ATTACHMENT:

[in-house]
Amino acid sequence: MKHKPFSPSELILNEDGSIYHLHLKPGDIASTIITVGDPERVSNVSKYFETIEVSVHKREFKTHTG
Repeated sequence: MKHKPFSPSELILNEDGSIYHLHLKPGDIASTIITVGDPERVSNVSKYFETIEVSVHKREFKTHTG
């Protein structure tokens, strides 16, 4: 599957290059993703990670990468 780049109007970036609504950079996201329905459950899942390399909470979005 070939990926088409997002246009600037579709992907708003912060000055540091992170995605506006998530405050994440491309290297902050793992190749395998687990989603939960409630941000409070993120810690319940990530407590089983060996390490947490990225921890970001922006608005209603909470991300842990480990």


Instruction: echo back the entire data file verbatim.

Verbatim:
[in-house]
Amino acid sequence: MKHKPFSPSELILNEDGSIYHLHLKPGDIASTIITVGDPERVSNVSKYFETIEVSVHKREFKTHTG
Repeated sequence: MKHKPFSPSELILNEDGSIYHLHLKPGDIASTIITVGDPERVSNVSKYFETIEVSVHKREFKTHTG
């Protein structure tokens, strides 16, 4: 599957290059993703990670990468 780049109007970036609504950079996201329905459950899942390399909470979005 070939990926088409997002246009600037579709992907708003912060000055540091992170995605506006998530405050994440491309290297902050793992190749395998687990989603939960409630941000409070993120810690319940990530407590089983060996390490947490990225921890970001922006608005209603909470991300842990480990």